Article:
The “Invisible” Minority

If I enter a shop
I won’t be helped.
But the salesperson
won’t follow me around
in the store.

I can drive a car
and be yelled at
for being a bad driver
(as expected of my race)
but I won’t get pulled over
for the color of my skin.

For respect,
I have to make money
and dress well (professionally)
and even then,
I am thought of as “Other.”

But if I wear a hoodie,
no police officer will pull
a gun on me
and call me a “Thug.”

I am the silent “model minority.”
Some of us are racist for we have “overcome”
and don’t want to hear “excuses.”
Others see the shades of difference.

Some of us are ashamed of each other.
First and second generations look at each other
like aliens from Venus and Mars.

I might not speak my mother’s tongue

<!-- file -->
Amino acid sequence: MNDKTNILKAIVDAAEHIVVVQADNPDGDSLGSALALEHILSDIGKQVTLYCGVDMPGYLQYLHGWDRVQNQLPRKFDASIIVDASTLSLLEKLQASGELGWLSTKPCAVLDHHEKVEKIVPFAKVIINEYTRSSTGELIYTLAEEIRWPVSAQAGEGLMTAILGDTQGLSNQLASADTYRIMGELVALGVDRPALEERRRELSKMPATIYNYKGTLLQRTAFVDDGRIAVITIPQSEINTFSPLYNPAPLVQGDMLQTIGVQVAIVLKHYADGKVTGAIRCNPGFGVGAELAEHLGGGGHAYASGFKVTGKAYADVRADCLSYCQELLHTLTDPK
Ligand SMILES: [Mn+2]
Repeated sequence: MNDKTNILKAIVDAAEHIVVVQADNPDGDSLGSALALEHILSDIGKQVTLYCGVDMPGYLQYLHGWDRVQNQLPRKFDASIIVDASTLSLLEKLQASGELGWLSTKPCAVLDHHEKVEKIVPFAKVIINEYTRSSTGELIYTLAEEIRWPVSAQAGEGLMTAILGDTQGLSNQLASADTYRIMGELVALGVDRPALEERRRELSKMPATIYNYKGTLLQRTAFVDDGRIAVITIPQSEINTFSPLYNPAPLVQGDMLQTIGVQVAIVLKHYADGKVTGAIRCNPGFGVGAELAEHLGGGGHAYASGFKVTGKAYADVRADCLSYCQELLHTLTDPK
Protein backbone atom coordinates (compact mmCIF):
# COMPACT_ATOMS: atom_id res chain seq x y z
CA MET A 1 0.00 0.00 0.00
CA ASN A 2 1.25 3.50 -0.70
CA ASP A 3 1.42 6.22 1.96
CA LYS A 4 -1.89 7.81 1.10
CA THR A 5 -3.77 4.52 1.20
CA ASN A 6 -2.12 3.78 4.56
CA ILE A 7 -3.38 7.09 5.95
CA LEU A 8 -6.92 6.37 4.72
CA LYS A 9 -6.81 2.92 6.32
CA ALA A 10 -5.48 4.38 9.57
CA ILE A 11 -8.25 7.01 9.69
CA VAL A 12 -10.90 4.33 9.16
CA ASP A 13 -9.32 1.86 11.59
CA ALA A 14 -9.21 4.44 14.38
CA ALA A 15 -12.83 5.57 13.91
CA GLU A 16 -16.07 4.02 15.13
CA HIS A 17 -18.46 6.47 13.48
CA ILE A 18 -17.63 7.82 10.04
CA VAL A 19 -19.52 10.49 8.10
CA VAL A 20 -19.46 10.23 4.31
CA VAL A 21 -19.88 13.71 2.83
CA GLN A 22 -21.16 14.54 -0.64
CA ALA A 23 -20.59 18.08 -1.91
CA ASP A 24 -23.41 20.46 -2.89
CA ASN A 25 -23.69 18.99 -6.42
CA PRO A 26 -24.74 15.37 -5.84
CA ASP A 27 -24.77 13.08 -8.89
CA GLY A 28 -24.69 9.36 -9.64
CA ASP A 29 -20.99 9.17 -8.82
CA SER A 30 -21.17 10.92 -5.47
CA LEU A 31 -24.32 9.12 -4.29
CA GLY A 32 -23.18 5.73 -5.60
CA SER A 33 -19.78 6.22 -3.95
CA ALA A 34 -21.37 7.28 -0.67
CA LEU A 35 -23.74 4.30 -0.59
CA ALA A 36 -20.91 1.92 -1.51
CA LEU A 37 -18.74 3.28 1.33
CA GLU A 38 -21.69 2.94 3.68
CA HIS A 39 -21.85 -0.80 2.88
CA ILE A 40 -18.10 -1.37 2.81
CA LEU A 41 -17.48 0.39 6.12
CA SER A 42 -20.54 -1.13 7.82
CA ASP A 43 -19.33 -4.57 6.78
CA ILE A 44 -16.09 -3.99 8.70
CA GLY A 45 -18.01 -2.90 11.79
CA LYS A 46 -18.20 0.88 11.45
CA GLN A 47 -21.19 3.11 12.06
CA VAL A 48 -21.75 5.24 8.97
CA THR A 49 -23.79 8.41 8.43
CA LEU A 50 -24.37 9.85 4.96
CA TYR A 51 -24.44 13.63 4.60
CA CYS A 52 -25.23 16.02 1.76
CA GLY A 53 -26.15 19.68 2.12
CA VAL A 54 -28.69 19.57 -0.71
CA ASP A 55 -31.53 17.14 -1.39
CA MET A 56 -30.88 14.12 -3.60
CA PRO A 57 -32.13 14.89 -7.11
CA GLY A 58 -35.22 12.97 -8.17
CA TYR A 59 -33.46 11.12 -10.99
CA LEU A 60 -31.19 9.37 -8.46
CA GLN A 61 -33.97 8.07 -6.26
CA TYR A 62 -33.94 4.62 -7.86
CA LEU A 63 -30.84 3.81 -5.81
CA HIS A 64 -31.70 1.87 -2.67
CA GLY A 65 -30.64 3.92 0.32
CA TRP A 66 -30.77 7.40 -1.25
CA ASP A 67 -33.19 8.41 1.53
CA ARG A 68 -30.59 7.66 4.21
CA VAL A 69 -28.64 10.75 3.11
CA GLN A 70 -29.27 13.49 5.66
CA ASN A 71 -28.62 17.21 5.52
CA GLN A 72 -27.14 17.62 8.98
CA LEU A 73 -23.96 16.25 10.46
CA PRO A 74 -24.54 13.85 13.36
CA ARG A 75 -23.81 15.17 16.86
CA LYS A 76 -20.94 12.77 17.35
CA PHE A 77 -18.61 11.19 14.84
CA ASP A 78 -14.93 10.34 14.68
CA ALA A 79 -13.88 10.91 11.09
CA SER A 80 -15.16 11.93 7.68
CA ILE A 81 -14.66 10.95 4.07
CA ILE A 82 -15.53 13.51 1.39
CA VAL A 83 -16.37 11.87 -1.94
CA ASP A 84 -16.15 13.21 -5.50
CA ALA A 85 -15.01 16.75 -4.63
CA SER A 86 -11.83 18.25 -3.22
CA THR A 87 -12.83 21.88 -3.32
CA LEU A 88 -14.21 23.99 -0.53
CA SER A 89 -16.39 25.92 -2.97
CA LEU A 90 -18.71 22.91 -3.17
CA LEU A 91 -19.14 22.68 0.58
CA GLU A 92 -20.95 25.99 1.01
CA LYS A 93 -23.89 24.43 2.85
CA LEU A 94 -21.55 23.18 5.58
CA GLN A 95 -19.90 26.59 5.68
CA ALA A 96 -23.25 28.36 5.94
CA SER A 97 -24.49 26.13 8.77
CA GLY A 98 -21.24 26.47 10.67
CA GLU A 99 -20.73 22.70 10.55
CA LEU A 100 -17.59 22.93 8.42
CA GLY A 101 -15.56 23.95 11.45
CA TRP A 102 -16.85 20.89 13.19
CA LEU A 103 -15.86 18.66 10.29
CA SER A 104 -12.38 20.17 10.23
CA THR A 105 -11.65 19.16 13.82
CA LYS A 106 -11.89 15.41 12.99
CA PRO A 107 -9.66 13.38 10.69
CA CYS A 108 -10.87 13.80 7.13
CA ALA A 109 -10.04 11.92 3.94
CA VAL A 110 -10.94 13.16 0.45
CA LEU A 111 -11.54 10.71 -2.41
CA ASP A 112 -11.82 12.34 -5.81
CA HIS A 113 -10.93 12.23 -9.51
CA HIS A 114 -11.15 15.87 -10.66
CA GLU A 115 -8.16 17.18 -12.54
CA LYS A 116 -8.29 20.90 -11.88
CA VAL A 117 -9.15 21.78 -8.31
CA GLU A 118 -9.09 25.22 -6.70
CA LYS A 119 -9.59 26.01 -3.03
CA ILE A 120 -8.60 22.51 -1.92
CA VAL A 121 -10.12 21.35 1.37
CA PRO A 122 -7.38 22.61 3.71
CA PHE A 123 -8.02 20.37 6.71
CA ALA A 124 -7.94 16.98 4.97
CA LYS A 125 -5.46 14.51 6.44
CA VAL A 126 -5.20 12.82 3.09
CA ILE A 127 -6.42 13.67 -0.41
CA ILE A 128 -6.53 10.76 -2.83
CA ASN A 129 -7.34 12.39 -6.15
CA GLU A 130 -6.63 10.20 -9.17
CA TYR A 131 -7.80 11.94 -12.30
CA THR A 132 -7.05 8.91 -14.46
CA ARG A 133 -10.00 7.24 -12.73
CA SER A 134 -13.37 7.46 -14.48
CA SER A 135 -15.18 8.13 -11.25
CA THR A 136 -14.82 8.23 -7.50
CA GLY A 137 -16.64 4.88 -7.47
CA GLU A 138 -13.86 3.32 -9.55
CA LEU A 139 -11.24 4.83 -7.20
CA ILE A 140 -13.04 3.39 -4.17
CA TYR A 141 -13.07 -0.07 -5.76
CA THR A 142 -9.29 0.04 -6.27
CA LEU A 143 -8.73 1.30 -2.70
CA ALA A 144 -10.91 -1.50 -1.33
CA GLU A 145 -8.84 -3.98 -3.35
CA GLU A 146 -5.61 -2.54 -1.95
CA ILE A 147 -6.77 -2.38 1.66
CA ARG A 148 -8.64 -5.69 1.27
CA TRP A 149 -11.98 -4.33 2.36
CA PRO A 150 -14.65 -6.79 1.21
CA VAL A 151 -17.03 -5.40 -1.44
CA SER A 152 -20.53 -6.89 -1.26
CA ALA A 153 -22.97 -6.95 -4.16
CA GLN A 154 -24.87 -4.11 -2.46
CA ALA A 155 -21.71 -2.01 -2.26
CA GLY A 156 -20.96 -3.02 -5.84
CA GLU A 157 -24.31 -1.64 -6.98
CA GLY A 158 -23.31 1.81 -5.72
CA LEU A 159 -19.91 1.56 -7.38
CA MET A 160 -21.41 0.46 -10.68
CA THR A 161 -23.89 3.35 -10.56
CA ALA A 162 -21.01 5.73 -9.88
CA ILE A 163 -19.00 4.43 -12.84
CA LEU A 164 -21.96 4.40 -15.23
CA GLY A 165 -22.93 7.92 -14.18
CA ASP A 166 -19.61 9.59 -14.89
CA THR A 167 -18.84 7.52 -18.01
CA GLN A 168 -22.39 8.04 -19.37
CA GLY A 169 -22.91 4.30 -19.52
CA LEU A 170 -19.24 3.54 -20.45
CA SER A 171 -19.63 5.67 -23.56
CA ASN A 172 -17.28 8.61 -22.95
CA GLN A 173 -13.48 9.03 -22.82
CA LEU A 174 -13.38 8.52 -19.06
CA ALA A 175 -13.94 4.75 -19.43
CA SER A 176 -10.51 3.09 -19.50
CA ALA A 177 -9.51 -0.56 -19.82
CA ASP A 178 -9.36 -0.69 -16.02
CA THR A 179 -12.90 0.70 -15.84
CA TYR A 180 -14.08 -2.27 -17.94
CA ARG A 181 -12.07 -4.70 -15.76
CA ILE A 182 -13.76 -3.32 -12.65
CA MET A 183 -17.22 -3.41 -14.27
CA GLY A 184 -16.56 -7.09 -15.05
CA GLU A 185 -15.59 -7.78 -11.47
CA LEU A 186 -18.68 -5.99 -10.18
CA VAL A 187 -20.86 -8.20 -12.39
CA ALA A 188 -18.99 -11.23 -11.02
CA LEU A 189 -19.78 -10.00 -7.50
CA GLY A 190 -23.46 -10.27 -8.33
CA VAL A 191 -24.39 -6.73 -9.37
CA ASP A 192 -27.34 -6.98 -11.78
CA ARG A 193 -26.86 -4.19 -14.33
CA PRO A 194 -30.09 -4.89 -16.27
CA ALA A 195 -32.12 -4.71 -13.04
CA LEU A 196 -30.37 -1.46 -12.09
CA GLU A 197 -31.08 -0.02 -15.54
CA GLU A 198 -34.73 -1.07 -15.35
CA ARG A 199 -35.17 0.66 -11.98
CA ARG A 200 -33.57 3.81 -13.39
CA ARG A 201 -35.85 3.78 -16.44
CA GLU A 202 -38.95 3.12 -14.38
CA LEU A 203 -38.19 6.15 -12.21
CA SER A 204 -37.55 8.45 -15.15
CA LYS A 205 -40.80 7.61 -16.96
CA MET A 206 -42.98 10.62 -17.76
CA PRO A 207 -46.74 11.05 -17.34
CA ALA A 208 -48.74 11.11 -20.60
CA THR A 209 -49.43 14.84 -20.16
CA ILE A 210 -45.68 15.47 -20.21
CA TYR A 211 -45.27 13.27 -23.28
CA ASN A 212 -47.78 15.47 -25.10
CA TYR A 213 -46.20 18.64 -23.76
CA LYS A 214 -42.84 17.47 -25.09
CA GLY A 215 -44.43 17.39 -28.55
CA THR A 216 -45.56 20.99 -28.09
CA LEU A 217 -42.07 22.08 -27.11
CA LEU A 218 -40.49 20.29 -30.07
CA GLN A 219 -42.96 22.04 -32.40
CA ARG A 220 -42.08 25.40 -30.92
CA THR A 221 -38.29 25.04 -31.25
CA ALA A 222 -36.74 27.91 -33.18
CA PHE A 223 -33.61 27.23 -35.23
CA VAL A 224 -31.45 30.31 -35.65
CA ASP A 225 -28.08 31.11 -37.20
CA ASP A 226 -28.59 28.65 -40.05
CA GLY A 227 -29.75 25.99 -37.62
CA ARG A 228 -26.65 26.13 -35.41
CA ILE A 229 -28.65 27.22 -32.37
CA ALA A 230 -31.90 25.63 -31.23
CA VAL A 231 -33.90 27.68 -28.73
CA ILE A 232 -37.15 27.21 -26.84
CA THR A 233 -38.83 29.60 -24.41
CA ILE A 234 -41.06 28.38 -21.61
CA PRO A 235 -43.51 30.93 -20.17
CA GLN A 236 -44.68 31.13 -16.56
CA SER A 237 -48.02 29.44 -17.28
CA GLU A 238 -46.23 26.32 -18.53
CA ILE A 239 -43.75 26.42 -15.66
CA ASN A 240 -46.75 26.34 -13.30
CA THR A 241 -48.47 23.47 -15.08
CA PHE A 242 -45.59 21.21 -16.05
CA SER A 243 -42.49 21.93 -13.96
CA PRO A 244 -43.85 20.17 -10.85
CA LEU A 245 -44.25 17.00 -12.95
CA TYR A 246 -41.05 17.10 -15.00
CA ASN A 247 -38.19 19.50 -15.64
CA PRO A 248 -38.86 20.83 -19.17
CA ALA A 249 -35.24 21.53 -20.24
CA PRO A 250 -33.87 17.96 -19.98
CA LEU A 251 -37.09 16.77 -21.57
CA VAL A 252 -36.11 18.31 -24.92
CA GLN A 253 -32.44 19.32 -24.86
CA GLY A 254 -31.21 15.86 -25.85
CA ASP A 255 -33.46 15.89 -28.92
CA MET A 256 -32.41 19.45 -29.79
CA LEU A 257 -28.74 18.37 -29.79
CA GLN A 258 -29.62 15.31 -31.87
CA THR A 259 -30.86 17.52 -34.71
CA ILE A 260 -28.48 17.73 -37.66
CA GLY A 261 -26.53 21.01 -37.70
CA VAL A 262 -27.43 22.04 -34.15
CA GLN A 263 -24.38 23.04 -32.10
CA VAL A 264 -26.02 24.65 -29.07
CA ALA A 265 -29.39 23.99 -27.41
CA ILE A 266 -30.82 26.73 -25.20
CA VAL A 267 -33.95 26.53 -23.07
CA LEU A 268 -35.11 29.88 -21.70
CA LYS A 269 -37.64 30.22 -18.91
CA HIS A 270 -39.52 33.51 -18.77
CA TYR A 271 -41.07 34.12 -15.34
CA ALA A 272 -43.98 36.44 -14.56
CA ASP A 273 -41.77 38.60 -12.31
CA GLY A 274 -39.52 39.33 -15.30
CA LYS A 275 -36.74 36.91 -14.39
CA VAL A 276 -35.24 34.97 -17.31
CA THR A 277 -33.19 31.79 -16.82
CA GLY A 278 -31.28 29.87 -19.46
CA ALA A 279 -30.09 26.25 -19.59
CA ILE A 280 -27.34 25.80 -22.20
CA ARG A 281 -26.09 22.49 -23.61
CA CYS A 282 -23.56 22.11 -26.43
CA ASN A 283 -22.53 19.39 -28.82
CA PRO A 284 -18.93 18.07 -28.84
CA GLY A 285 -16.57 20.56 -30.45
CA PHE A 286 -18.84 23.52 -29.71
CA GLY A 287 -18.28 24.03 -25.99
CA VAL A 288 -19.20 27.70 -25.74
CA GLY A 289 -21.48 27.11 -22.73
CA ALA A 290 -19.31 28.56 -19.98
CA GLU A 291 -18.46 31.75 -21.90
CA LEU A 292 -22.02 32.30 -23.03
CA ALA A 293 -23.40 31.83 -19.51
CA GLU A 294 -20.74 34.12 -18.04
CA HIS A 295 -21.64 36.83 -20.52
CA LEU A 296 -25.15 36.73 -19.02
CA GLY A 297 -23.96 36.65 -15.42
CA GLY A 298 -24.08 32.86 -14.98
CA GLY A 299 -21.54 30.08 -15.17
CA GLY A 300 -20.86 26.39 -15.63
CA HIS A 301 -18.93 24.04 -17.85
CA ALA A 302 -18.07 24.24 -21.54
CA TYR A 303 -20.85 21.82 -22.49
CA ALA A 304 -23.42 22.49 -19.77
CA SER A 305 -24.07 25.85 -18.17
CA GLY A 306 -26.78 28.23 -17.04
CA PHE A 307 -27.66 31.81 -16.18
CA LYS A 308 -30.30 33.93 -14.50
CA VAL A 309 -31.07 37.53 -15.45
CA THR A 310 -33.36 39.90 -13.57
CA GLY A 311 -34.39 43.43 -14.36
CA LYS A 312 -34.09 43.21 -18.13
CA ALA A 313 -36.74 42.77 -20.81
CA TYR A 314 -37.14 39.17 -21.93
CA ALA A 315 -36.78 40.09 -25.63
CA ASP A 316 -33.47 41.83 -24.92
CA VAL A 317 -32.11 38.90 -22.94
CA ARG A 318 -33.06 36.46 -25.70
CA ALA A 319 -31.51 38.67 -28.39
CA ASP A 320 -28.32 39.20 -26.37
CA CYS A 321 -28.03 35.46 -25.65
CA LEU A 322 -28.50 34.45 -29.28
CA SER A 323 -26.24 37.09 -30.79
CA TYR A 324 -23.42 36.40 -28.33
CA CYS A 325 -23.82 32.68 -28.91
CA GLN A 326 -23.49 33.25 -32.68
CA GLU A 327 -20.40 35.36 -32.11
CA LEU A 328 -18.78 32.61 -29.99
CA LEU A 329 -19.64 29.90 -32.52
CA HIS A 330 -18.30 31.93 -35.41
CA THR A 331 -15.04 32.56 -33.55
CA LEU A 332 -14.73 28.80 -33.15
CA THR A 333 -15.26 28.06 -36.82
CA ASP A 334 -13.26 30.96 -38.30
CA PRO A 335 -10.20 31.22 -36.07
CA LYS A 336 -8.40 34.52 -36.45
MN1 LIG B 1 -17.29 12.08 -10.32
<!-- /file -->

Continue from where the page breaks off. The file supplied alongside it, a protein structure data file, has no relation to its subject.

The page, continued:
or if I do, I might not speak it
to my son and daughter.

We seek to fade away and become erased.

I put my head in my hands and wonder
at the wisdom of such an impossible feat.


Culinary Faux Pas

A few months ago, my family went out to celebrate my birthday. We ate at a French restaurant where a number of my relatives tried foie gras for the first time. Not knowing that the pate was supposed to be spread like jam, my father treated it like a slice of ham or chicken instead, by sandwiching it on a piece of bread. My younger sister, who was the most wordly of us and had eaten at a number of fine restaurants, cried out in alarm. My youngest sister, even though not having tried foie gras herself, berated my dad for not asking about how to eat it. I was just embarrassed, not of my dad, but for him. My own sisters were yelling at my dad simply for not knowing enough, as if reaffirming to themselves they weren’t ignorant, or nearly as ignorant.

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